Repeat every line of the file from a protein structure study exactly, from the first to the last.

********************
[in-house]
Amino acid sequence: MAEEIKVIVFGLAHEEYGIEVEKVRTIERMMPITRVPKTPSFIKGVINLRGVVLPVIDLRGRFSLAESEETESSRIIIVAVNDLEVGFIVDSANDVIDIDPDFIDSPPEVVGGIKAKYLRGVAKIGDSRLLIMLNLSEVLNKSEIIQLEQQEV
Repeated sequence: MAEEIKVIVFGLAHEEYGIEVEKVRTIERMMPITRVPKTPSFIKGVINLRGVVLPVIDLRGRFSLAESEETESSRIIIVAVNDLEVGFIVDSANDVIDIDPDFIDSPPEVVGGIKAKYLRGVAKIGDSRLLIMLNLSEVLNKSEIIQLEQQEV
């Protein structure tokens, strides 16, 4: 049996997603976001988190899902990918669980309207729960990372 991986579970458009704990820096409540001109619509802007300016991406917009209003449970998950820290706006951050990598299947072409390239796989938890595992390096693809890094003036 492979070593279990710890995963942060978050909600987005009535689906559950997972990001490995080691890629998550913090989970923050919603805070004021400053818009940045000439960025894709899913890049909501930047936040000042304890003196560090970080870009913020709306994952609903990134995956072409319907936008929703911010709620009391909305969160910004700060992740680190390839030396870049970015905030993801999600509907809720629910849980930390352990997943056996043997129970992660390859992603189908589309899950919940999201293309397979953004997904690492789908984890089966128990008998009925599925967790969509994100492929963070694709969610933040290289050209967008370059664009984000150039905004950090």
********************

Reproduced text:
[in-house]
Amino acid sequence: MAEEIKVIVFGLAHEEYGIEVEKVRTIERMMPITRVPKTPSFIKGVINLRGVVLPVIDLRGRFSLAESEETESSRIIIVAVNDLEVGFIVDSANDVIDIDPDFIDSPPEVVGGIKAKYLRGVAKIGDSRLLIMLNLSEVLNKSEIIQLEQQEV
Repeated sequence: MAEEIKVIVFGLAHEEYGIEVEKVRTIERMMPITRVPKTPSFIKGVINLRGVVLPVIDLRGRFSLAESEETESSRIIIVAVNDLEVGFIVDSANDVIDIDPDFIDSPPEVVGGIKAKYLRGVAKIGDSRLLIMLNLSEVLNKSEIIQLEQQEV
């Protein structure tokens, strides 16, 4: 049996997603976001988190899902990918669980309207729960990372 991986579970458009704990820096409540001109619509802007300016991406917009209003449970998950820290706006951050990598299947072409390239796989938890595992390096693809890094003036 492979070593279990710890995963942060978050909600987005009535689906559950997972990001490995080691890629998550913090989970923050919603805070004021400053818009940045000439960025894709899913890049909501930047936040000042304890003196560090970080870009913020709306994952609903990134995956072409319907936008929703911010709620009391909305969160910004700060992740680190390839030396870049970015905030993801999600509907809720629910849980930390352990997943056996043997129970992660390859992603189908589309899950919940999201293309397979953004997904690492789908984890089966128990008998009925599925967790969509994100492929963070694709969610933040290289050209967008370059664009984000150039905004950090």